The Cult Of Sar
By the early 1960s, Sar had grown disillusioned with his Vietnamese allies. From his point of view, they were weak on support and slow with communications, as if his movement wasn’t important to Hanoi. In a way, it probably wasn’t. Vietnam was on fire with war at the time, and Ho Chi Minh, the Vietnamese Communist revolutionary leader, had a lot to contend with.
Sar changed during this time. Once friendly and approachable, he started cutting himself off from his subordinates and consenting to see them only if they made an appointment with his staff, despite living in an open-walled hut in the same village.
He began to sideline central committee members in favor of a more authoritarian leadership style, and he broke with traditional Marxist doctrine about urban proletariats in favor of an agrarian-peasant version of socialism that he must have thought more in keeping with Cambodia’s demographics. Vietnamese and Soviet support began to fade for the Communist Party of Kampuchea and its increasingly eccentric leader.
If history had worked out better for Cambodia, that’s where Saloth Sar’s story would have ended: as a kind of Southeast Asian Jim Jones, a minor cult leader with crazy ideas and a bad end. Instead of fading away, however, events were conspiring to hoist Sar as high as he could rise in tiny, agrarian Cambodia. While he tightened control over the cult he led, the country around him unraveled.
Death From Above
The American war in Vietnam saw an absurd amount of violence dumped out on a tiny strip of tropical jungle. US airstrikes dropped three times the ordnance used in all theaters of WWII over Vietnam, while ground forces poured into the country for almost daily firefights.
By 1967 some of it was spilling over into Laos and Cambodia. The infamous Secret War U.S. National Security Advisor Henry Kissinger ran in Cambodia started as an effort to dig out Viet Cong forces from border camps, but it quickly developed into Agent Orange and napalm strikes deep into Cambodia’s core territory. American B-52s swarmed the area and occasionally dropped surplus bombs over Cambodia to save fuel on the flight back to Thailand.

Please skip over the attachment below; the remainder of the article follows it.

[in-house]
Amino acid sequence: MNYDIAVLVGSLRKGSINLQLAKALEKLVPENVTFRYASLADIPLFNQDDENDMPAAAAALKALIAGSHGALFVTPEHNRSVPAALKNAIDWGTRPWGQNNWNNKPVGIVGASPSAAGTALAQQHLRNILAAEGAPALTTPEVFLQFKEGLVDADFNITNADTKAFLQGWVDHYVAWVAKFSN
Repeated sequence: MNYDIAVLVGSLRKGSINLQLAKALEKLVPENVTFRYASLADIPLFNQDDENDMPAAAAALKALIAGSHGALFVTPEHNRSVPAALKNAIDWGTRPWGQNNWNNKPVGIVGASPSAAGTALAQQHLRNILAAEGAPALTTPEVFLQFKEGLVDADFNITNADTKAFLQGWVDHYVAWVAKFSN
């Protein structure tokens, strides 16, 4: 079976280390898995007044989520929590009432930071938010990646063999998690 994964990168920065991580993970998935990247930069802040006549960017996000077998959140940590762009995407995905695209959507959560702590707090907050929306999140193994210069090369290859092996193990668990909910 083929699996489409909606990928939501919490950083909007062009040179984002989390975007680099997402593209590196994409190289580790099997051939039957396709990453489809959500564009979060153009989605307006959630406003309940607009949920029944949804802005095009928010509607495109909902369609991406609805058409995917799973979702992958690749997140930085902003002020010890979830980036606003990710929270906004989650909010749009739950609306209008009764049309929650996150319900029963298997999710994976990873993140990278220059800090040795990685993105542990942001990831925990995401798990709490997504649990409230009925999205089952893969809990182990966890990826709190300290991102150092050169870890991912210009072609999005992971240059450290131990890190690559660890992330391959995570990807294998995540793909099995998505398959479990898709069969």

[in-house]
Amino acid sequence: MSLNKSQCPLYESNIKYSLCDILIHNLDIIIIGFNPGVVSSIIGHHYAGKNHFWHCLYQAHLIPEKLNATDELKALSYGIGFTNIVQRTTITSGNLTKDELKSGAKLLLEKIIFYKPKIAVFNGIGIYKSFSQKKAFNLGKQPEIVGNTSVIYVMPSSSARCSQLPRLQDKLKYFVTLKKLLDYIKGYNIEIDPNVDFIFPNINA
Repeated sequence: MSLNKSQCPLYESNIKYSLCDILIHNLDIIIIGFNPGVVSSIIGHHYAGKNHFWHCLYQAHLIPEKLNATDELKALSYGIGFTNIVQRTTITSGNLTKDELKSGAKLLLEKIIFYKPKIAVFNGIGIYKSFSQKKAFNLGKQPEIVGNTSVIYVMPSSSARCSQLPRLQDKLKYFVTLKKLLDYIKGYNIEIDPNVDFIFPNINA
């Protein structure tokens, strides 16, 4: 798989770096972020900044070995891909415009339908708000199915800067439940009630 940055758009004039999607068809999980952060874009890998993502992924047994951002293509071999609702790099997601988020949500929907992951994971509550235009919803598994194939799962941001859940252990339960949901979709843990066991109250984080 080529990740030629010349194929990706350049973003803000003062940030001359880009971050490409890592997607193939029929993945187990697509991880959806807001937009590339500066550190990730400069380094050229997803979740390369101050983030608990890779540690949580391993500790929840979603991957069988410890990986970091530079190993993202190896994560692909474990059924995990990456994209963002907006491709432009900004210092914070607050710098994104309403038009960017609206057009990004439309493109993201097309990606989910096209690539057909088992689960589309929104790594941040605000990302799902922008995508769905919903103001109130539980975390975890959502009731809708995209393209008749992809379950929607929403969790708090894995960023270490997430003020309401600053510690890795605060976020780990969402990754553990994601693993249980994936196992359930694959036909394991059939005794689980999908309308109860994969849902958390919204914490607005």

This drove the exodus of rural farmers from the land into the city, where they had no choice but to beg for food and shelter, as well as the increasing desperation of Cambodia’s legitimate left-wing politics.
King Sihanouk was – understandably – not sympathetic to his country’s socialists, and tended to lean to the right. When he (allegedly) helped Cambodia’s rightist parties rig an election and order the socialist parties disbanded, tens of thousands of formerly moderate leftists fled the mass arrests and joined the Khmer Rouge.
The right-wing government repressed dissident parties, collaborated with foreign governments to escalate the bombings, and operated a regime so corrupt it was normal for army officers to draw their official paychecks along with the extra paycheck of fictitious officers that only existed on the payroll ledgers.
Grumbling about this state of affairs got loud enough that King Sihanouk decided to pit his rivals against each other to bolster his control over the country.
He did this by abruptly breaking off negotiations with North Vietnam, which was at the time using a Cambodian port for supply runs, and ordering his own government employees to stage anti-Vietnamese demonstrations in the capital.
These protests got out of hand while the King was visiting France. Both North and South Vietnamese embassies were sacked and the far-right autocrat Lon Nol staged a coup, which the U.S. recognized within hours. Sihanouk returned and began plotting with the Vietnamese to regain his throne and, incidentally, reopen that supply route for the NVA.